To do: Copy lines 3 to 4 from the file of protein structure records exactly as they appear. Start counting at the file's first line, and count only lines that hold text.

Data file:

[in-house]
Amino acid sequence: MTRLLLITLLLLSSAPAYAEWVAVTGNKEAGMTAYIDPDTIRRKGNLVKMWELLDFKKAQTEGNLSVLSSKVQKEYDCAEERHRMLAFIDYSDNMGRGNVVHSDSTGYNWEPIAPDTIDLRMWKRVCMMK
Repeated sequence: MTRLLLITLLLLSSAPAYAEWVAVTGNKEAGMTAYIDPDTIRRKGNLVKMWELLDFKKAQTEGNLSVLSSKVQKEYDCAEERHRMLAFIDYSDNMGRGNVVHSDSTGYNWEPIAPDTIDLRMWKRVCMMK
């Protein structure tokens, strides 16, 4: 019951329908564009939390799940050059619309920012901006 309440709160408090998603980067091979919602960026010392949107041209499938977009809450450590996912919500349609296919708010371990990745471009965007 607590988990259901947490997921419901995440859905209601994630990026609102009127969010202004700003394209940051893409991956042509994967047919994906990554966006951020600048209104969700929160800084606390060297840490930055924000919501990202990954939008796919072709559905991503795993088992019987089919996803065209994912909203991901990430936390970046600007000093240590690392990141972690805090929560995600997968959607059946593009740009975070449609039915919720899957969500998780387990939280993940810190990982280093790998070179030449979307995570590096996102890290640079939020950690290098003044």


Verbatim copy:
Repeated sequence: MTRLLLITLLLLSSAPAYAEWVAVTGNKEAGMTAYIDPDTIRRKGNLVKMWELLDFKKAQTEGNLSVLSSKVQKEYDCAEERHRMLAFIDYSDNMGRGNVVHSDSTGYNWEPIAPDTIDLRMWKRVCMMK
């Protein structure tokens, strides 16, 4: 019951329908564009939390799940050059619309920012901006 309440709160408090998603980067091979919602960026010392949107041209499938977009809450450590996912919500349609296919708010371990990745471009965007 607590988990259901947490997921419901995440859905209601994630990026609102009127969010202004700003394209940051893409991956042509994967047919994906990554966006951020600048209104969700929160800084606390060297840490930055924000919501990202990954939008796919072709559905991503795993088992019987089919996803065209994912909203991901990430936390970046600007000093240590690392990141972690805090929560995600997968959607059946593009740009975070449609039915919720899957969500998780387990939280993940810190990982280093790998070179030449979307995570590096996102890290640079939020950690290098003044």